Category Archives: Washington State

Six States’ Attorneys General To Trump Administration: Close Loophole Allowing Trains To Carry Explosive Crude Oil Through Communities

Press release, New York Attorney General Eric Schneiderman
[Editor: Six state attorneys general, including California’s Xavier Becerra, are asking federal regulators to place new restrictions on crude oil trains that pass through their states.  – RS]

A.G. Schneiderman, Fellow AGs To Trump Administration: Close Loophole Allowing Trains To Carry Explosive Crude Oil Through Communities

Eric T. Schneiderman Press Release, May 22, 2017

“Bomb Trains” Carrying Millions Of Gallons Of Crude Oil Routinely Travel Through Cities And Towns In NY And Across Country, Without Any Limits On Explosiveness And Flammability 

Six-State Coalition Calls For Immediate Action To Set National Limit On Vapor Pressure Of Crude Oil To Minimize Threat Of Explosions And Uncontrollable Fires From Rail Accidents 

Schneiderman: It’s Time For The Federal Government To Close This Dangerous And Nonsensical Loophole

NEW YORK – Attorney General Eric T. Schneiderman, leading a coalition of six state Attorneys General, is urging the Trump Administration to immediately close a loophole that allows highly flammable, highly explosive crude oil to be shipped by rail through communities in New York and across the country. These so-called “bomb trains” are responsible for several catastrophic rail accidents in recent years, including the 2013 explosion in Quebec that killed 47 people; in New York alone, these trains cover roughly 700 miles of the state.

In comments filed in response to an Advanced Notice of Proposed Rulemaking (ANPRM) issued by the federal Pipeline and Hazardous Materials Safety Administration (PHMSA), the coalition calls on the agency to take immediate steps to require that all crude oil transported by rail in the U.S. achieve a vapor pressure – a key driver of the oil’s explosiveness and flammability– of less than 9.0 pounds per square inch (psi). The comments were filed by the Attorneys General of New York, California [Attorney General Xavier Becerra], Illinois, Maryland, Maine, and Washington

**Click here to read the comments filed by the Attorneys General.**

“Because of a regulatory loophole, these trains can carry crude oil through some of our most densely populated areas without any limit on explosiveness or flammability – creating ticking time bombs that jeopardize the safety of countless New Yorkers and Americans,” said Attorney General Schneiderman. “It’s time for the federal government to put New Yorkers’ safety first and take immediate action to close this dangerous and nonsensical loophole.”

In December 2015, Attorney General Schneiderman filed a petition for rulemaking with PHMSA to set the national limit on vapor pressure of crude oil transported by rail at less than 9.0 psi . In December 2016, specifically citing the Attorney General’s petition, the agency announced that it would issue an ANPRM in order to gather public comment on vapor pressure limits and the safety benefits of utilizing such a limit in regulating the transport of crude oil and other dangerous materials.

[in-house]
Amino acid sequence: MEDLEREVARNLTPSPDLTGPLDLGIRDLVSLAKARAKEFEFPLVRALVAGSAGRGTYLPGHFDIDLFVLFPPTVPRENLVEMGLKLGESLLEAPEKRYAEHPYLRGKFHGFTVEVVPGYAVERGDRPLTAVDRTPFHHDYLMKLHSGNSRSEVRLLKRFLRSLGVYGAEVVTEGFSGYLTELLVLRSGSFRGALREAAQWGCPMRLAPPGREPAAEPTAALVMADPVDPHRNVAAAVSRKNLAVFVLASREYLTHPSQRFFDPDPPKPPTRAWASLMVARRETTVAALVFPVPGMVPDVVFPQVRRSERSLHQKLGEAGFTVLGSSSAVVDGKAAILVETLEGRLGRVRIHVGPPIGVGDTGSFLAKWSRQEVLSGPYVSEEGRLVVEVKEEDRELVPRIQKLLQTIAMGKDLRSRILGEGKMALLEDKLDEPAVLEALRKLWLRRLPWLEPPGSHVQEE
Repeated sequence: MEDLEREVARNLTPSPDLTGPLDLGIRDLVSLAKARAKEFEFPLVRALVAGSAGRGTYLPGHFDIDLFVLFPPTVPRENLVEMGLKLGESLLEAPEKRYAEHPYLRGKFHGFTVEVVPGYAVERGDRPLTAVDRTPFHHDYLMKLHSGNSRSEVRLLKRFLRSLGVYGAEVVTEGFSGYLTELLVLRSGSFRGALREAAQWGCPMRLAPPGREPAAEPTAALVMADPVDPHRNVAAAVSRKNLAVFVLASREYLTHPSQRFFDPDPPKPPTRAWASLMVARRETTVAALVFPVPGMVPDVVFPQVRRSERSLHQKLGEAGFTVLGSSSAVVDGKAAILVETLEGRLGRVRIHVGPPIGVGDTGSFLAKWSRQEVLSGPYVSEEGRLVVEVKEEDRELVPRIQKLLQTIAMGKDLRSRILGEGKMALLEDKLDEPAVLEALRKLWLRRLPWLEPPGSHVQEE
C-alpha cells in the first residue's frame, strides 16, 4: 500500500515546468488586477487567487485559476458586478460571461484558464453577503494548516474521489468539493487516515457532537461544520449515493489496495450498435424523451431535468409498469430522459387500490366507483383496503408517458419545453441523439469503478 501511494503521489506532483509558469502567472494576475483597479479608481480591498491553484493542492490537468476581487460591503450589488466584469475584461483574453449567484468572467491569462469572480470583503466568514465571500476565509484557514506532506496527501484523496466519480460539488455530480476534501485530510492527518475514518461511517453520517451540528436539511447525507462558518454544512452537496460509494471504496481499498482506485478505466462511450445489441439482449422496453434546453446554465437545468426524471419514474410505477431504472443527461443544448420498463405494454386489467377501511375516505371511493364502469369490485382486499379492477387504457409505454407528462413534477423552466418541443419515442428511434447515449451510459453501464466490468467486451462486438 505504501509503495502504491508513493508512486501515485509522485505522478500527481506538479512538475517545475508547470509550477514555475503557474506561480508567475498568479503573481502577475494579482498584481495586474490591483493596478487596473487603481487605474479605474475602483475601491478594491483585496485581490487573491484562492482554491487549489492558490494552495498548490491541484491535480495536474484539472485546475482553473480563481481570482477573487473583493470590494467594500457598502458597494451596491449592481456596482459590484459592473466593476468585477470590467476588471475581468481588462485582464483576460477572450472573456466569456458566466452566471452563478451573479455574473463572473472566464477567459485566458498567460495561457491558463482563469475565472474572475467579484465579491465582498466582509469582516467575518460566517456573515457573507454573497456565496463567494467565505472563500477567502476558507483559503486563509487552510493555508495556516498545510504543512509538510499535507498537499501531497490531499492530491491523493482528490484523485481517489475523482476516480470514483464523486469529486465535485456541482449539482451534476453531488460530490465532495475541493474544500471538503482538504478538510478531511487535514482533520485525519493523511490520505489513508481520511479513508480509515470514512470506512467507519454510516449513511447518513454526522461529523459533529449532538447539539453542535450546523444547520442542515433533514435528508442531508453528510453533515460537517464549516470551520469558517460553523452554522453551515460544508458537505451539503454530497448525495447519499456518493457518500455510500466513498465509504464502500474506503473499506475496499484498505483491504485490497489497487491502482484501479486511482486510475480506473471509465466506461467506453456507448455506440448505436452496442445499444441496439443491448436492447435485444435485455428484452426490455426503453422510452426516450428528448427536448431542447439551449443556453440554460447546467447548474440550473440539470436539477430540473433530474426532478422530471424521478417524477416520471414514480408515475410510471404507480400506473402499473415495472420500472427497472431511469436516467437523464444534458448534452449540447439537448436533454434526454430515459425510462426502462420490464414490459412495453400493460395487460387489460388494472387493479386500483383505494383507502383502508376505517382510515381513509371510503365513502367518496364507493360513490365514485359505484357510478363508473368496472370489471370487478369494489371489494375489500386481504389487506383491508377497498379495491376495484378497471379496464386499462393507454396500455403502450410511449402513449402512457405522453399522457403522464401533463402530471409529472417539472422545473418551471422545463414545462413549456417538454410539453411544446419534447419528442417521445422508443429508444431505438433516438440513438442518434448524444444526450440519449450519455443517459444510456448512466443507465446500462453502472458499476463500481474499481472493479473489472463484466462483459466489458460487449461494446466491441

Accidents of trains carrying crude oil have resulted in devastating explosions and uncontrollable fires – including the 2016 train derailment in Mosier, Oregon, where the resulting fire caused the evacuation of nearly one-quarter of the town’s residents, and the infamous 2013 Lac-Mégantic, Quebec accident, where a derailed train burst into flames, destroyed the downtown area, and killed 47 people.  Despite the catastrophic impacts that these and other rail accidents have had on communities, currently there is no federal limit on the vapor pressure of crude oil transported by rail. In the comments filed with PHMSA on Friday, the Attorneys General argue that reducing crude oil vapor pressures to levels below 9.0 psi is not only practical, but is necessary for minimizing the explosion and fire danger involved in transporting crude oil by rail.

The Fixing America’s Surface Transportation (FAST) Act of 2015 requires PHMSA and the federal Department of Energy to report the results of a multi-year study conducted by Sandia National Laboratories to assess the volatility of crude oil and make recommendations on improving the safety of its transport. The completion of this study and the development of accompanying recommendations may take years. For this reason, the coalition is urging PHMSA to recognize the substantial present danger that oil trains pose to communities by taking immediate action to set a vapor pressure standard less than 9.0 psi until a final standard is promulgated.

It has been reported that up to 44 “unit trains” – chains of 70 to 120 tank cars – travel on rail routes that bisect New York each week, each carrying from 2 to 3.5 million gallons of crude oil.  These trains cover approximately 700 miles of the state, passing through small communities as well as the heart of population centers such as Buffalo, Syracuse, Rochester, Plattsburgh, Saratoga Springs, Albany, Kingston, and Newburgh, and within a few miles of New York City.  An oil train accident along these routes of the size and intensity of those seen in Quebec and other locations, could endanger the safety of thousands of New Yorkers who live, work, travel, and recreate along the trains’ paths.